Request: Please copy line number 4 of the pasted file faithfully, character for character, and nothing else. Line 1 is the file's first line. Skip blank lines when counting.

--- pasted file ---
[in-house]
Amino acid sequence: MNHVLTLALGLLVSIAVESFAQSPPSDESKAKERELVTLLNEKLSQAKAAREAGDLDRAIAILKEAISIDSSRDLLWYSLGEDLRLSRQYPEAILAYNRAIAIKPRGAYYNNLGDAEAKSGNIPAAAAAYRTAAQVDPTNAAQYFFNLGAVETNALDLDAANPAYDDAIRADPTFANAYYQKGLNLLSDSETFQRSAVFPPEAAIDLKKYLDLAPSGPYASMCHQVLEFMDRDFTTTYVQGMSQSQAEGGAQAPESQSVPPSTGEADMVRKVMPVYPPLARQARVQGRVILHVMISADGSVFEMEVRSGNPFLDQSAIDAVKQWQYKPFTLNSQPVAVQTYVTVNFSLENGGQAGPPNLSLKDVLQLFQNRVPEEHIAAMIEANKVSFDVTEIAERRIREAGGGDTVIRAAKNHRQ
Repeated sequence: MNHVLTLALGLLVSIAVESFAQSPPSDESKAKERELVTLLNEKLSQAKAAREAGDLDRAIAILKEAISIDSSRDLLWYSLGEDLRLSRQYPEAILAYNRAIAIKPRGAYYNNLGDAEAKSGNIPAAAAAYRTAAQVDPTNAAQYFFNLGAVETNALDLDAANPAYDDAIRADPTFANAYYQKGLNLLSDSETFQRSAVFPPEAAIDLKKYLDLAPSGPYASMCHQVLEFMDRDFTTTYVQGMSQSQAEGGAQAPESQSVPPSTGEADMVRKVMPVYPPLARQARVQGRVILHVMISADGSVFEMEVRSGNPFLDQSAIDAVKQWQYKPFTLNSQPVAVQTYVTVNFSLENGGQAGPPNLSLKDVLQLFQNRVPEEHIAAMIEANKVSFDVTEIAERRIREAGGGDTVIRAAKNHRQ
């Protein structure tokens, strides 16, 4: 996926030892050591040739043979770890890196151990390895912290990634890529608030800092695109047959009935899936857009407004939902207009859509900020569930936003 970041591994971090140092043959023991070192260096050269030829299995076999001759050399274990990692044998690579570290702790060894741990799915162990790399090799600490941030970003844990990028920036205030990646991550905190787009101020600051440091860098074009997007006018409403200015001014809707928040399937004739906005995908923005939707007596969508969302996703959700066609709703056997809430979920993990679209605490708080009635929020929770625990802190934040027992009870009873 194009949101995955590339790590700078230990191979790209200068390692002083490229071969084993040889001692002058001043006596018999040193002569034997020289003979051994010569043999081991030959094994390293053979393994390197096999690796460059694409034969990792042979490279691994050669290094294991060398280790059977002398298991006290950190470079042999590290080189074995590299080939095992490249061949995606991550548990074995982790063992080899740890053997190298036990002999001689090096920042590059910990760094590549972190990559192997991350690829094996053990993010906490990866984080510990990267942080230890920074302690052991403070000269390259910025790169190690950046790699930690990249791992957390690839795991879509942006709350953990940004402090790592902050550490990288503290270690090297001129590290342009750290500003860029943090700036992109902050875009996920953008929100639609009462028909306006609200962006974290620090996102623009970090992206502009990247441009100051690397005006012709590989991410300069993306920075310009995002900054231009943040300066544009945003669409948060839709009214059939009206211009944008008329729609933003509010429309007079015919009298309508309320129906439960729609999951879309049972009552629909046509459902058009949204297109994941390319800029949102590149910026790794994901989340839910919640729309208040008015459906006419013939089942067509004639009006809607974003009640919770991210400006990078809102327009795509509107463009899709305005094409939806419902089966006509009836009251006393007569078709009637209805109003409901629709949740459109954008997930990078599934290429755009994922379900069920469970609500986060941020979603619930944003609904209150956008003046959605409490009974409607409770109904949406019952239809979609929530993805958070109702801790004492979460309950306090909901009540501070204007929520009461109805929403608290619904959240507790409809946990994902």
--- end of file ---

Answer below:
């Protein structure tokens, strides 16, 4: 996926030892050591040739043979770890890196151990390895912290990634890529608030800092695109047959009935899936857009407004939902207009859509900020569930936003 970041591994971090140092043959023991070192260096050269030829299995076999001759050399274990990692044998690579570290702790060894741990799915162990790399090799600490941030970003844990990028920036205030990646991550905190787009101020600051440091860098074009997007006018409403200015001014809707928040399937004739906005995908923005939707007596969508969302996703959700066609709703056997809430979920993990679209605490708080009635929020929770625990802190934040027992009870009873 194009949101995955590339790590700078230990191979790209200068390692002083490229071969084993040889001692002058001043006596018999040193002569034997020289003979051994010569043999081991030959094994390293053979393994390197096999690796460059694409034969990792042979490279691994050669290094294991060398280790059977002398298991006290950190470079042999590290080189074995590299080939095992490249061949995606991550548990074995982790063992080899740890053997190298036990002999001689090096920042590059910990760094590549972190990559192997991350690829094996053990993010906490990866984080510990990267942080230890920074302690052991403070000269390259910025790169190690950046790699930690990249791992957390690839795991879509942006709350953990940004402090790592902050550490990288503290270690090297001129590290342009750290500003860029943090700036992109902050875009996920953008929100639609009462028909306006609200962006974290620090996102623009970090992206502009990247441009100051690397005006012709590989991410300069993306920075310009995002900054231009943040300066544009945003669409948060839709009214059939009206211009944008008329729609933003509010429309007079015919009298309508309320129906439960729609999951879309049972009552629909046509459902058009949204297109994941390319800029949102590149910026790794994901989340839910919640729309208040008015459906006419013939089942067509004639009006809607974003009640919770991210400006990078809102327009795509509107463009899709305005094409939806419902089966006509009836009251006393007569078709009637209805109003409901629709949740459109954008997930990078599934290429755009994922379900069920469970609500986060941020979603619930944003609904209150956008003046959605409490009974409607409770109904949406019952239809979609929530993805958070109702801790004492979460309950306090909901009540501070204007929520009461109805929403608290619904959240507790409809946990994902």